Endocrine Disruptors: Effects on the Thyroid

EPA Grant Number: R826297
Title: Endocrine Disruptors: Effects on the Thyroid
Investigators: Klaassen, Curtis D.
Institution: University of Kansas Medical Center
EPA Project Officer: Klieforth, Barbara I
Project Period: December 15, 1997 through December 14, 2000
Project Amount: $594,660
RFA: Endocrine Disruptors (1997) RFA Text |  Recipients Lists
Research Category: Endocrine Disruptors , Environmental Justice , Human Health , Safer Chemicals


The ultimate goal of this project is to access the significance of endocrine disruptors that increase thyroxine (T4) glucuronidation on thyroid carcinogenesis because many endocrine disruptors are suspected to be thyroid promoters. The mechanism by which endocrine disruptors promote thyroid tumors has been proposed to result from alterations in the thyroid- pituitary-hypothalamus axis. Endocrine disruptors alter the thyroid-pituitary-hypothalamus axis by increasing T4 glucuronidation and elimination, will be released from the pituitary, which will stimulate the thyroid, and result in thyroid follicular cell proliferation and ultimately neoplasia. However, the preliminary studies suggest that a number of endocrine disruptors interfere with the normal hypothalamus-pituitary-thyroid axis because these endocrine disruptors do not increase serum TSH. Therefore, the central hypothesis of this application is that endocrine disruptors that increase T4 glucuronidation are thyroid tumor promoters only when they increase serum TSH.


To test this hypothesis, there are four specific aims: The first (1) aim is to test the hypothesis that endocrine disruptors decrease plasma T4 pharmacokinetically by increasing its glucuronidation. The pharmacokinetics (clearance, biliary and urinary excretion and in vitro metabolism) of T4, as well as, T3, will be determined to understand the mechanism(s) by which endocrine disruptors decrease serum T4 levels. In the second (2) aim, the mechanism by which some polycyclic aromatic hydrocarbon (PAH)-type endocrine disruptors (such as 3-MC and PCBs) "blunt" the TSH response to reduced serum T4 will be examined, either physiologically, pathologically or by thyroid receptor binding assays. In the third (3) aim, the hypothesis is that endocrine disruptors, which increase serum TSH levels, produce thyroid follicular cell proliferation will be examined via proliferating cell nuclear antigen (PCNA) immunocytochemistry. In the final (4) aim, the hypothesis that the tumor promoting effects of endocrine disruptors are not correlated with the decrease in serum T4, but with the increase in TSH will be tested in a 26-week bioassay. Rats will be given the thyroid initiating agent, N-bis(2-dihydroxy-propyl)nitrosamine (DHPN), followed by exposure to endocrine disruptors.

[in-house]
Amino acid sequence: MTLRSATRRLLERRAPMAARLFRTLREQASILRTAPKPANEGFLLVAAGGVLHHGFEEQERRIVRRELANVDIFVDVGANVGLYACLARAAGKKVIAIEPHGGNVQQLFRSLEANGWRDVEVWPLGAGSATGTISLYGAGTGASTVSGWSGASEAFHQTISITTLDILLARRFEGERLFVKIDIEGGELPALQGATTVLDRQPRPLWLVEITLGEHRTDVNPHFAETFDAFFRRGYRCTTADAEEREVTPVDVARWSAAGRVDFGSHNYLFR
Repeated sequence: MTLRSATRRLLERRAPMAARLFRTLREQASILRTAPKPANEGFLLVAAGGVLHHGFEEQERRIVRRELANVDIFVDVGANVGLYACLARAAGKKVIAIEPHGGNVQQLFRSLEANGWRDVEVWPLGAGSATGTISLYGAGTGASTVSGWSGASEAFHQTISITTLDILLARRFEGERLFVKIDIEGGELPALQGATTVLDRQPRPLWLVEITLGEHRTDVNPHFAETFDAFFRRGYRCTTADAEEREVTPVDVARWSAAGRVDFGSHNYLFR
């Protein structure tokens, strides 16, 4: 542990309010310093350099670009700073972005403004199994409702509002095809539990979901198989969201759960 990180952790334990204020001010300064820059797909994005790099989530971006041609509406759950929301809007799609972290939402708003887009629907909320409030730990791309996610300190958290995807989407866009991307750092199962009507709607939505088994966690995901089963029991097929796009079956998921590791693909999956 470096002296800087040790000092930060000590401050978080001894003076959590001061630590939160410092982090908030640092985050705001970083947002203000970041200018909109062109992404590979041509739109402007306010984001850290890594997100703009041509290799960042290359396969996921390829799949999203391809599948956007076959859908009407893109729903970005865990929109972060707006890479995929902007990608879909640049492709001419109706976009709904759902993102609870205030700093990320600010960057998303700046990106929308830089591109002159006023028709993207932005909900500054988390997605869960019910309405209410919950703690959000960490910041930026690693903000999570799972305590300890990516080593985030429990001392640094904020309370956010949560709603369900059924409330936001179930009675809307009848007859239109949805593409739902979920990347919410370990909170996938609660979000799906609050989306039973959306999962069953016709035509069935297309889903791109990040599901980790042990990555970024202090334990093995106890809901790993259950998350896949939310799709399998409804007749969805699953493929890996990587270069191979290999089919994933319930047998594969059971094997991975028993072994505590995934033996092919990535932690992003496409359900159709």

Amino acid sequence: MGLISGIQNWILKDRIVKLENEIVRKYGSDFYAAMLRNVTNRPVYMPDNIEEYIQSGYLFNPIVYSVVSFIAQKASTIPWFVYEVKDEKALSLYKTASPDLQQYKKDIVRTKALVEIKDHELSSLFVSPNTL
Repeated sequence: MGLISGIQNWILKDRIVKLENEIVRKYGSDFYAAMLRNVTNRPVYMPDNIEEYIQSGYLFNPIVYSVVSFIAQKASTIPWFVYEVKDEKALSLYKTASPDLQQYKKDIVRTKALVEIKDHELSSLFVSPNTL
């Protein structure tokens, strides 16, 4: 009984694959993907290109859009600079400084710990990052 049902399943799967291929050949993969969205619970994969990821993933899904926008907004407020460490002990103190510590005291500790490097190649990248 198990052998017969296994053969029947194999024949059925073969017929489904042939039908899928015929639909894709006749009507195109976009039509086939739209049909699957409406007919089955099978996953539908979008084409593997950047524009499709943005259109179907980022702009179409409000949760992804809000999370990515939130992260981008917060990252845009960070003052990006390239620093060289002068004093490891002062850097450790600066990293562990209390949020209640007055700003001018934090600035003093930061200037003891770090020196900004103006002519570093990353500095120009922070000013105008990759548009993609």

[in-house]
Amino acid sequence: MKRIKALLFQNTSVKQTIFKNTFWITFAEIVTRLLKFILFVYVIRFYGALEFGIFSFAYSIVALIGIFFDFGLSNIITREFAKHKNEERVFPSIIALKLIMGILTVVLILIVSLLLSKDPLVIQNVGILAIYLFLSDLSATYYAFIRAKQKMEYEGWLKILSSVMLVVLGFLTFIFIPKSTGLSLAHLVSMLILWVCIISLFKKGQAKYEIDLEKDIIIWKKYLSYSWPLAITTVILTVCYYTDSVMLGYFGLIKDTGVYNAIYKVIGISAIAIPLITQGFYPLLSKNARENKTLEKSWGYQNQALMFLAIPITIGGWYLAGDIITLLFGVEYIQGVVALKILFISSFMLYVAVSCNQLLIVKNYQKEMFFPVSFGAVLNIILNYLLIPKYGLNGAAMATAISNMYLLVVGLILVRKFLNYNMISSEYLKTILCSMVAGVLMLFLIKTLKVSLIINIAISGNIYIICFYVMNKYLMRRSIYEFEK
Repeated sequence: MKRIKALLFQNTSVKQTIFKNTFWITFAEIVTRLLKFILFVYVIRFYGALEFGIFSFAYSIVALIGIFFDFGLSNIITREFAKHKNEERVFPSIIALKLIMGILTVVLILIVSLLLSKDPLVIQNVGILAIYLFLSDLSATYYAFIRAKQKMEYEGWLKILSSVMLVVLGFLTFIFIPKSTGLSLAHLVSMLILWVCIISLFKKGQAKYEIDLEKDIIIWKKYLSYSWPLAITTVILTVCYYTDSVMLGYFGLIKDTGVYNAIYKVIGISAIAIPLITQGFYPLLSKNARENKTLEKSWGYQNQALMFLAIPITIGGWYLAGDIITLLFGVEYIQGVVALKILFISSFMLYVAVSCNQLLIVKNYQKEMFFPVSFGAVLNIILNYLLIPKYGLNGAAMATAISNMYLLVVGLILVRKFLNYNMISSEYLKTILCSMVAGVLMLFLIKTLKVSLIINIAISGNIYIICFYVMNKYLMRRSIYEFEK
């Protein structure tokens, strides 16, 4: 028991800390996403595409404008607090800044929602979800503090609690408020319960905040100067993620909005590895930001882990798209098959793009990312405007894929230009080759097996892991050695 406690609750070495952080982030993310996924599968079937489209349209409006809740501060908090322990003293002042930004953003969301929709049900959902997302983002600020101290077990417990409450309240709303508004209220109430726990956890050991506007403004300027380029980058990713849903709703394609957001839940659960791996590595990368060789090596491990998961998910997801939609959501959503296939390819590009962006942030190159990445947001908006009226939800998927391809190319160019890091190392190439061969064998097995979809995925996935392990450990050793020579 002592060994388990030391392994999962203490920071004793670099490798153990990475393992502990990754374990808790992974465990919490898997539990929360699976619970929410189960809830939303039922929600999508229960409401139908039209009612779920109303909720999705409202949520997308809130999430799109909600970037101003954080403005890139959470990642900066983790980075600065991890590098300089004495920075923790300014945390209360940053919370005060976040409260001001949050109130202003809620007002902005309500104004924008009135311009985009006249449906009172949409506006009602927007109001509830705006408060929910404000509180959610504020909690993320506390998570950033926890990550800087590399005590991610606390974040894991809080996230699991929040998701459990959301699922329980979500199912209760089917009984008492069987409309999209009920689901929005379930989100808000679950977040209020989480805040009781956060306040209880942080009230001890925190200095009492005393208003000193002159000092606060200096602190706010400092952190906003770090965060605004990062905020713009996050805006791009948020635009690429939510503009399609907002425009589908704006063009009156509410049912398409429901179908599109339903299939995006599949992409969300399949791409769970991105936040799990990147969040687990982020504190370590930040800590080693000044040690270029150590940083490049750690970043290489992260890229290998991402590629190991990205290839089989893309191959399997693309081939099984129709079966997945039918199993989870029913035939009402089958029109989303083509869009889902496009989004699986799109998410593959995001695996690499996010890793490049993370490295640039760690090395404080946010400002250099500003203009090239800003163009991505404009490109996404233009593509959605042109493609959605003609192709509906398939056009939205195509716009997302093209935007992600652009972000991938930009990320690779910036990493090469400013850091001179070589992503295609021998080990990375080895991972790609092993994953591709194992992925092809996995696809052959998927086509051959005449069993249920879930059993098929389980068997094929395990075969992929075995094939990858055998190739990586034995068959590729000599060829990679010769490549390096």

Expected Results:

This study will provide critical information on the relationship between thyroid hormone imbalance, TSH secretion, and thyroid tumor promotion of rats treated with endocrine disruptors. If our hypothesis is true, then it has important implications in toxicology, for many endocrine disruptors. If our hypothesis is true, then it has important implications in toxicology, for many endocrine disruptors have been shown to reduce serum T4 levels. However, their effect on TSH is, at best, variable. Our expectations from the proposed studies is that increases in serum TSH, rather than reductions in serum T4, is a better indicator for thyroid tumorigenicity resulting from exposure to endocrine disruptors. If we demonstrate that the TSH mediates endocrine disruptor thyroid tumor promoting activity, then these endocrine disruptors could be regulated on knowledge rather than ignorance.

Publications and Presentations:

Publications have been submitted on this project: View all 5 publications for this project

Journal Articles:

Journal Articles have been submitted on this project: View all 2 journal articles for this project

Supplemental Keywords:

thyroid, polycyclic aromatic hydrocarbons, polychlorinated byphenyls, endocrine disruptors., RFA, Health, Scientific Discipline, Toxics, Environmental Chemistry, Health Risk Assessment, Chemistry, Endocrine Disruptors - Environmental Exposure & Risk, HAPS, endocrine disruptors, Biochemistry, Children's Health, Biology, Endocrine Disruptors - Human Health, adverse outcomes, toxicokinetic, DHPN, PCBs, pharmacokinetics, Polychlorinated biphenyls (Aroclors), animal models, carcinogens, developmental processes, polychlorinated biphenyls, mice, tumors, models, thyroid function, pituitary, biological effects

Progress and Final Reports:

  • 1998
  • 1999 Progress Report
  • Final Report